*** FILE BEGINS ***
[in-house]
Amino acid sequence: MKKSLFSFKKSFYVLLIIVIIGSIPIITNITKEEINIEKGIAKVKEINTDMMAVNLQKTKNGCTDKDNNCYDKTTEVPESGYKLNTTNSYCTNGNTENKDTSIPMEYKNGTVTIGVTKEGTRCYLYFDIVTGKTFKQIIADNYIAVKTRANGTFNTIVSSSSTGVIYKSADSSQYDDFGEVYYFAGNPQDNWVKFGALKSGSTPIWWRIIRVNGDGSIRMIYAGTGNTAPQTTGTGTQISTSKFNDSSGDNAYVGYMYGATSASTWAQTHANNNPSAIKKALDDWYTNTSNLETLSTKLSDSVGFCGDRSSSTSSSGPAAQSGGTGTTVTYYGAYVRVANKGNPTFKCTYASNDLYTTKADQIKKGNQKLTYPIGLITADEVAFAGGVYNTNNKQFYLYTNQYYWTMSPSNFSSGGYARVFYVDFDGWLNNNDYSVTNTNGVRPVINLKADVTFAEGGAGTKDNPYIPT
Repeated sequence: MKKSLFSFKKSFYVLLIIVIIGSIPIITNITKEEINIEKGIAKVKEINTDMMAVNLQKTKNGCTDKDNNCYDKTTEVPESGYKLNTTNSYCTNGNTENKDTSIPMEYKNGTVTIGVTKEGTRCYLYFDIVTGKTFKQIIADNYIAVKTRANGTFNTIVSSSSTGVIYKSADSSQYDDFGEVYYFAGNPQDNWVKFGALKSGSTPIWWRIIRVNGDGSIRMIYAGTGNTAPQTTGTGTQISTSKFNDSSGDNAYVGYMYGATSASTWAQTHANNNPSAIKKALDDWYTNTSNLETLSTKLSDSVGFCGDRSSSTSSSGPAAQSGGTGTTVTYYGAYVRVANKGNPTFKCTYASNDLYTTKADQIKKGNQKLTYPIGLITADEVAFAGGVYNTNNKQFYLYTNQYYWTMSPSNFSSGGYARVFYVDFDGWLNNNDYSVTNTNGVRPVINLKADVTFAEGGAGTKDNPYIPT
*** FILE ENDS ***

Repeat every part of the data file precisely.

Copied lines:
[in-house]
Amino acid sequence: MKKSLFSFKKSFYVLLIIVIIGSIPIITNITKEEINIEKGIAKVKEINTDMMAVNLQKTKNGCTDKDNNCYDKTTEVPESGYKLNTTNSYCTNGNTENKDTSIPMEYKNGTVTIGVTKEGTRCYLYFDIVTGKTFKQIIADNYIAVKTRANGTFNTIVSSSSTGVIYKSADSSQYDDFGEVYYFAGNPQDNWVKFGALKSGSTPIWWRIIRVNGDGSIRMIYAGTGNTAPQTTGTGTQISTSKFNDSSGDNAYVGYMYGATSASTWAQTHANNNPSAIKKALDDWYTNTSNLETLSTKLSDSVGFCGDRSSSTSSSGPAAQSGGTGTTVTYYGAYVRVANKGNPTFKCTYASNDLYTTKADQIKKGNQKLTYPIGLITADEVAFAGGVYNTNNKQFYLYTNQYYWTMSPSNFSSGGYARVFYVDFDGWLNNNDYSVTNTNGVRPVINLKADVTFAEGGAGTKDNPYIPT
Repeated sequence: MKKSLFSFKKSFYVLLIIVIIGSIPIITNITKEEINIEKGIAKVKEINTDMMAVNLQKTKNGCTDKDNNCYDKTTEVPESGYKLNTTNSYCTNGNTENKDTSIPMEYKNGTVTIGVTKEGTRCYLYFDIVTGKTFKQIIADNYIAVKTRANGTFNTIVSSSSTGVIYKSADSSQYDDFGEVYYFAGNPQDNWVKFGALKSGSTPIWWRIIRVNGDGSIRMIYAGTGNTAPQTTGTGTQISTSKFNDSSGDNAYVGYMYGATSASTWAQTHANNNPSAIKKALDDWYTNTSNLETLSTKLSDSVGFCGDRSSSTSSSGPAAQSGGTGTTVTYYGAYVRVANKGNPTFKCTYASNDLYTTKADQIKKGNQKLTYPIGLITADEVAFAGGVYNTNNKQFYLYTNQYYWTMSPSNFSSGGYARVFYVDFDGWLNNNDYSVTNTNGVRPVINLKADVTFAEGGAGTKDNPYIPT